The following editorial appeared in The (Sharon) Herald, a CNHI newspaper. It does not necessarily reflect the opinion of The Tribune-Democrat.

More than a decade ago, legislators rewrote Pennsylvania’s anemic public information laws, widely regarded as among the nation’s weakest.

A new state right-to-know law, which widened public access to most government records, took effect in 2009.

By creating unprecedented presumption of access to government records, the new legislation rightly put the burden on government to show why public records should not be released.

Pennsylvania’s new public information law, however, had one glaring weakness: It failed to cover police records. Criminal investigations and even police incident reports have continued to hide in the dark corners of this state’s right-to-know laws.

In fact, access to police records in Pennsylvania is even narrower now than it was before 2008, said Pennsylvania NewsMedia Association attorney Melissa Melewsky.

Today, as law enforcement agencies nationwide come under growing scrutiny, the exemption for police records is especially troubling. Transparency and accountability are essential to community trust.

People need to know how police agencies operate and how effective and fair they are in enforcing the law.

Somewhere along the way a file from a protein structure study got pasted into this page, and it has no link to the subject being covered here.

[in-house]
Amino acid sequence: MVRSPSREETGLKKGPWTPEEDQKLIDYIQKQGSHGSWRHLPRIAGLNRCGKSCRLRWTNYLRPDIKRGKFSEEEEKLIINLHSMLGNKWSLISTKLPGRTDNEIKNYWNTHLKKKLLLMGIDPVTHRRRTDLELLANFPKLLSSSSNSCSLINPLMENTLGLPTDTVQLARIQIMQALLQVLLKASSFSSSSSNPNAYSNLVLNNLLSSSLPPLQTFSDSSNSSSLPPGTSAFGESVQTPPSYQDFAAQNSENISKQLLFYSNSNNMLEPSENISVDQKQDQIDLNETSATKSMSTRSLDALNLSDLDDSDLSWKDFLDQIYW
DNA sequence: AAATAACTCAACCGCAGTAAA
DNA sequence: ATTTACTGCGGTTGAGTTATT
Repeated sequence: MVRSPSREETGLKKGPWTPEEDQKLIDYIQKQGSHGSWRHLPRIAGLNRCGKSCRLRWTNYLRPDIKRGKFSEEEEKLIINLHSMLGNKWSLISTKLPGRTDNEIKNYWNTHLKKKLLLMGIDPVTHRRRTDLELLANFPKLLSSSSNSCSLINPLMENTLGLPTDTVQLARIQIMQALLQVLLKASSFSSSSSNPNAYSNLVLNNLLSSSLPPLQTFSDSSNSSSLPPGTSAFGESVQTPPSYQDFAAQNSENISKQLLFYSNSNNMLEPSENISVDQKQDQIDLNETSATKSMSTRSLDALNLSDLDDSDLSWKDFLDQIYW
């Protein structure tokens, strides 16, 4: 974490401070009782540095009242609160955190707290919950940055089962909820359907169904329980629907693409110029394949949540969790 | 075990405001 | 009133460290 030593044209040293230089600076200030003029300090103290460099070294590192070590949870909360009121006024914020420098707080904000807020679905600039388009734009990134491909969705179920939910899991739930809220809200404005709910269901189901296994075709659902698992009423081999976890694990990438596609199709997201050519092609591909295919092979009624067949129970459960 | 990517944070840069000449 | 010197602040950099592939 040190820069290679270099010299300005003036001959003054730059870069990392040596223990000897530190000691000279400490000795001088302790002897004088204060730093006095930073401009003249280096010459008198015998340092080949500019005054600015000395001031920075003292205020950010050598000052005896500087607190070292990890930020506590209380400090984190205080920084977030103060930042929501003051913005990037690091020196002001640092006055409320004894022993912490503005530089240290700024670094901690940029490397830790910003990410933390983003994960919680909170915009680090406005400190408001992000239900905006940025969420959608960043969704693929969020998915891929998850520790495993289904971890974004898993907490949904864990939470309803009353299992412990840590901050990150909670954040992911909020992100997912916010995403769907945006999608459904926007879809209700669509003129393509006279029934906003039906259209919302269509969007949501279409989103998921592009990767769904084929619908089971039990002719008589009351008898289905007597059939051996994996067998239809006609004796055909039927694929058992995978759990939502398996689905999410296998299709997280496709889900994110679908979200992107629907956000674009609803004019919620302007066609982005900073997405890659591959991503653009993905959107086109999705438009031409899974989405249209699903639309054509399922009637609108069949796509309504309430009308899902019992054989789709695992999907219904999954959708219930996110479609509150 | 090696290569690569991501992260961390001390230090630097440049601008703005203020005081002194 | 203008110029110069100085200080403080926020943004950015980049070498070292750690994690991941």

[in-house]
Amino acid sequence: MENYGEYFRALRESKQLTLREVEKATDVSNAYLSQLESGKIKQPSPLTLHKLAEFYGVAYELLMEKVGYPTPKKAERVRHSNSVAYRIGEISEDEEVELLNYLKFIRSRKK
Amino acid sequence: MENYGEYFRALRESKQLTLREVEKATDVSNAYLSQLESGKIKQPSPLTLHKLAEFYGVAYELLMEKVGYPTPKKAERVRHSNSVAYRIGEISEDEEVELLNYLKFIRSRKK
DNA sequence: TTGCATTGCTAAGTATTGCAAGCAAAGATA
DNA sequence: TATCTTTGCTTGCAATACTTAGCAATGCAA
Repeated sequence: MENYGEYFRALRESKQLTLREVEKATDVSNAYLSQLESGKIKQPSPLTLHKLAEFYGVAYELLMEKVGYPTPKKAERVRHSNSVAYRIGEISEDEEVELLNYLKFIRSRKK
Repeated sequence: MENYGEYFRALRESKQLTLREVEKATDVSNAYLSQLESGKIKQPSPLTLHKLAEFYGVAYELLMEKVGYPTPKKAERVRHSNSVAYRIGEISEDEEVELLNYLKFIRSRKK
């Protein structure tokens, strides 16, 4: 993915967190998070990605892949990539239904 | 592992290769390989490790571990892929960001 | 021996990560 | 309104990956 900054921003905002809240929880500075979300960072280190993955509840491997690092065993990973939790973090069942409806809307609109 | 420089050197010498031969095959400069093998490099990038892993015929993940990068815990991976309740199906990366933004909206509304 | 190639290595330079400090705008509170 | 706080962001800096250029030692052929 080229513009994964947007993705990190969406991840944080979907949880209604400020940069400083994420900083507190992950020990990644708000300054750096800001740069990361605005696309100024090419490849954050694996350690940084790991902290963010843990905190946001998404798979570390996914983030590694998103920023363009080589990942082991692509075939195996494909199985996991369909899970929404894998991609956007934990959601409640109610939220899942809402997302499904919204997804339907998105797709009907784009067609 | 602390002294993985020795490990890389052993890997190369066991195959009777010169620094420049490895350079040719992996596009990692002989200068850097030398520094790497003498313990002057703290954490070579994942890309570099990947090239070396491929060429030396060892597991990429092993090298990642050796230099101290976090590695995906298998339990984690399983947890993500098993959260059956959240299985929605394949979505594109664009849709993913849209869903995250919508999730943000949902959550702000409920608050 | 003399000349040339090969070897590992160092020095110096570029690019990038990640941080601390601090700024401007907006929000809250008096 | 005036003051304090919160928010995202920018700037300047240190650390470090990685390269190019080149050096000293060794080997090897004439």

When police wrongdoing is alleged, the public needs a way to sort out facts from fiction.

To be sure, releasing certain investigatory records before a police investigation is done could taint the outcome. When an investigation is over, however, records should become public.

Simple police incident reports should always be open to the public. Concealing such records just raises suspicions and concerns that might be entirely unwarranted.

A case reported in August by The New Castle News is a minor but telling example. A domestic incident involving an off-duty New Castle police officer and his girlfriend included allegations that the officer pinned her down, squeezed her face and forced her out of the house.

The officer told state police that he tossed his girlfriend’s car keys into a neighbor’s yard because she was drunk.

The officer was neither charged nor arrested.

To determine what happened, the New Castle News requested a Pennsylvania State Police incident report and investigation.

State police officials rejected the request, even though the investigation was closed. By doing so, they either enabled an unsubstantiated rumor to stand, or permitted a police officer who should have been terminated to continue working.

This isn’t just about the media, which have no special rights to information. In a democracy, the government belongs to the people, who pay the salaries of everyone government employs. In general, public records should remain open to everyone.

Legislators took a sizable step in 2008 toward open government by rewriting Pennsylvania’s public information laws.

By omitting police records from the reforms, however, they left much undone.

In the remaining days of the 2020 legislative session, or the early days of 2021, legislators ought to finish the job they started more than a decade ago: Open police records to the public.

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